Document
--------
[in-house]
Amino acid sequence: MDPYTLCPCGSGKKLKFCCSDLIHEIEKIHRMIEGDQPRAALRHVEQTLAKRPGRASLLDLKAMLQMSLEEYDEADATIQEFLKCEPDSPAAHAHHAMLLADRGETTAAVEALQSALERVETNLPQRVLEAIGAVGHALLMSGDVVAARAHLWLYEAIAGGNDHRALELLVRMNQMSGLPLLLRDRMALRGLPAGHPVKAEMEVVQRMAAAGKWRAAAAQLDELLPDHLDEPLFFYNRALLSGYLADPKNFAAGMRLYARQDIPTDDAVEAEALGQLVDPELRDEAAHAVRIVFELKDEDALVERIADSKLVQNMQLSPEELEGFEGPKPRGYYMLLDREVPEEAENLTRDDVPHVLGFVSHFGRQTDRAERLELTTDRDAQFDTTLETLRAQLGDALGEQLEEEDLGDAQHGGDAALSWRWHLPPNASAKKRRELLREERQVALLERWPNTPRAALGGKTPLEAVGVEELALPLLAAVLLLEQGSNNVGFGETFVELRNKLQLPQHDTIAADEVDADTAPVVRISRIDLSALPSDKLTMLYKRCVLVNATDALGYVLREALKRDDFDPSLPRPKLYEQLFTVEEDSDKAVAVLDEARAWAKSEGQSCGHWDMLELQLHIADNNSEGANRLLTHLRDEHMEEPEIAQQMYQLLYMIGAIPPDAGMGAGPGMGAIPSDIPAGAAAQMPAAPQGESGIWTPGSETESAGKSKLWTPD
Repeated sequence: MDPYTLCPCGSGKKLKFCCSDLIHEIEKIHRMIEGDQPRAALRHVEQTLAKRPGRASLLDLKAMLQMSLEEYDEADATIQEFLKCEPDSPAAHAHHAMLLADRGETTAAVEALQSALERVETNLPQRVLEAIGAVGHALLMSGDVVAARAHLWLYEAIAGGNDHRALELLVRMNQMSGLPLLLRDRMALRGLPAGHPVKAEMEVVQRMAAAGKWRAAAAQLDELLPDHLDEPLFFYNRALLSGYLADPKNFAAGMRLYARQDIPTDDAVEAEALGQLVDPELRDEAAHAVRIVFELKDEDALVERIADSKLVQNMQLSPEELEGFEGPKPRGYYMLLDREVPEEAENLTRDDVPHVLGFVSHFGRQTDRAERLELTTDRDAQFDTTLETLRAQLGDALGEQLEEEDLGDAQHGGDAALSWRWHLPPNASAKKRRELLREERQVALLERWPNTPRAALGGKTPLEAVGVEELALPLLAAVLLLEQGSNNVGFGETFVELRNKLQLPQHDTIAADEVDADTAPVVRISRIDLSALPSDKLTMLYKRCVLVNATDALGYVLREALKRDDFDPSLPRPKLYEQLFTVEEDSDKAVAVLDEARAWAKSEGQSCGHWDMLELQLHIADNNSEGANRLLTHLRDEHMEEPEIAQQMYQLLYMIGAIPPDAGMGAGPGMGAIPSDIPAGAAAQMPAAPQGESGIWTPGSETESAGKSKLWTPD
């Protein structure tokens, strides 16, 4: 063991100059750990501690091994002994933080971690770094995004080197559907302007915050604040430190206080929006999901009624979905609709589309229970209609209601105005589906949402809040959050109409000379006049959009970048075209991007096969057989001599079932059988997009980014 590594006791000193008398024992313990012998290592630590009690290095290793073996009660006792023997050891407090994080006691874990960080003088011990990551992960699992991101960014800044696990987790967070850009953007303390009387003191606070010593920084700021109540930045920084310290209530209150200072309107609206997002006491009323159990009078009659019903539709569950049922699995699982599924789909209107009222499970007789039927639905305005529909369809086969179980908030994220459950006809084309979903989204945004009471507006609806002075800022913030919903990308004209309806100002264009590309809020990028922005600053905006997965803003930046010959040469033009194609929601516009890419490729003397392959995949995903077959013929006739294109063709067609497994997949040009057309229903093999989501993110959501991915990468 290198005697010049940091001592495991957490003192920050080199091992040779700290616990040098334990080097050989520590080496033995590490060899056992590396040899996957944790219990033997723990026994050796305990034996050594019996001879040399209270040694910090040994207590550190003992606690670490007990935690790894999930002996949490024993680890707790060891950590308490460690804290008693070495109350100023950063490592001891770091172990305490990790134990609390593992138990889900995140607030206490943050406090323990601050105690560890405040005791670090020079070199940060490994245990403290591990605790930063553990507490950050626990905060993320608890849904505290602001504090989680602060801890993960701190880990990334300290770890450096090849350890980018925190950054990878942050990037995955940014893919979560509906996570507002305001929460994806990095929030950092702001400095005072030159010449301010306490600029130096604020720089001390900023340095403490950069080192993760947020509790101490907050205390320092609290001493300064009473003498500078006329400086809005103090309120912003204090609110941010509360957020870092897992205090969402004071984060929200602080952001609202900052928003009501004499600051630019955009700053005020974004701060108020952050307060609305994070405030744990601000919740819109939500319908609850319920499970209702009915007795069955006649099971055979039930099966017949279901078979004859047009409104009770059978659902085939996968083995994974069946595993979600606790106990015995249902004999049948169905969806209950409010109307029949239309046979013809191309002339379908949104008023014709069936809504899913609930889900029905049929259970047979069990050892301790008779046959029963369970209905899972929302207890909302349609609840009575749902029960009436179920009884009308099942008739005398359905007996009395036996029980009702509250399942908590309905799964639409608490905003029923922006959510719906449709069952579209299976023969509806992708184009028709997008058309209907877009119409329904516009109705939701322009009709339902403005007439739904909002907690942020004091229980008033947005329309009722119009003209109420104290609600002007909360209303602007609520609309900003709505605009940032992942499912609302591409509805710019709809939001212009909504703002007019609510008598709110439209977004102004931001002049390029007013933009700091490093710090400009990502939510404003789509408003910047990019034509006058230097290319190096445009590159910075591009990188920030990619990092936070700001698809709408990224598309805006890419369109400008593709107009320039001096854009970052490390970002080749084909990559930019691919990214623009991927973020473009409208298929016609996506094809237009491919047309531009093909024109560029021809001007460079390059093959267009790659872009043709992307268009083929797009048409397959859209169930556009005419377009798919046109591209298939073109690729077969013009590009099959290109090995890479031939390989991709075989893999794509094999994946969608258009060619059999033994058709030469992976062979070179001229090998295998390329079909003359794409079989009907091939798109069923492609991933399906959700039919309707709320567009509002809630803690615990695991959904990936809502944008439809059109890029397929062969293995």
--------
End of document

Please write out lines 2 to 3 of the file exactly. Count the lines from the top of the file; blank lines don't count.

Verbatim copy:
Amino acid sequence: MDPYTLCPCGSGKKLKFCCSDLIHEIEKIHRMIEGDQPRAALRHVEQTLAKRPGRASLLDLKAMLQMSLEEYDEADATIQEFLKCEPDSPAAHAHHAMLLADRGETTAAVEALQSALERVETNLPQRVLEAIGAVGHALLMSGDVVAARAHLWLYEAIAGGNDHRALELLVRMNQMSGLPLLLRDRMALRGLPAGHPVKAEMEVVQRMAAAGKWRAAAAQLDELLPDHLDEPLFFYNRALLSGYLADPKNFAAGMRLYARQDIPTDDAVEAEALGQLVDPELRDEAAHAVRIVFELKDEDALVERIADSKLVQNMQLSPEELEGFEGPKPRGYYMLLDREVPEEAENLTRDDVPHVLGFVSHFGRQTDRAERLELTTDRDAQFDTTLETLRAQLGDALGEQLEEEDLGDAQHGGDAALSWRWHLPPNASAKKRRELLREERQVALLERWPNTPRAALGGKTPLEAVGVEELALPLLAAVLLLEQGSNNVGFGETFVELRNKLQLPQHDTIAADEVDADTAPVVRISRIDLSALPSDKLTMLYKRCVLVNATDALGYVLREALKRDDFDPSLPRPKLYEQLFTVEEDSDKAVAVLDEARAWAKSEGQSCGHWDMLELQLHIADNNSEGANRLLTHLRDEHMEEPEIAQQMYQLLYMIGAIPPDAGMGAGPGMGAIPSDIPAGAAAQMPAAPQGESGIWTPGSETESAGKSKLWTPD
Repeated sequence: MDPYTLCPCGSGKKLKFCCSDLIHEIEKIHRMIEGDQPRAALRHVEQTLAKRPGRASLLDLKAMLQMSLEEYDEADATIQEFLKCEPDSPAAHAHHAMLLADRGETTAAVEALQSALERVETNLPQRVLEAIGAVGHALLMSGDVVAARAHLWLYEAIAGGNDHRALELLVRMNQMSGLPLLLRDRMALRGLPAGHPVKAEMEVVQRMAAAGKWRAAAAQLDELLPDHLDEPLFFYNRALLSGYLADPKNFAAGMRLYARQDIPTDDAVEAEALGQLVDPELRDEAAHAVRIVFELKDEDALVERIADSKLVQNMQLSPEELEGFEGPKPRGYYMLLDREVPEEAENLTRDDVPHVLGFVSHFGRQTDRAERLELTTDRDAQFDTTLETLRAQLGDALGEQLEEEDLGDAQHGGDAALSWRWHLPPNASAKKRRELLREERQVALLERWPNTPRAALGGKTPLEAVGVEELALPLLAAVLLLEQGSNNVGFGETFVELRNKLQLPQHDTIAADEVDADTAPVVRISRIDLSALPSDKLTMLYKRCVLVNATDALGYVLREALKRDDFDPSLPRPKLYEQLFTVEEDSDKAVAVLDEARAWAKSEGQSCGHWDMLELQLHIADNNSEGANRLLTHLRDEHMEEPEIAQQMYQLLYMIGAIPPDAGMGAGPGMGAIPSDIPAGAAAQMPAAPQGESGIWTPGSETESAGKSKLWTPD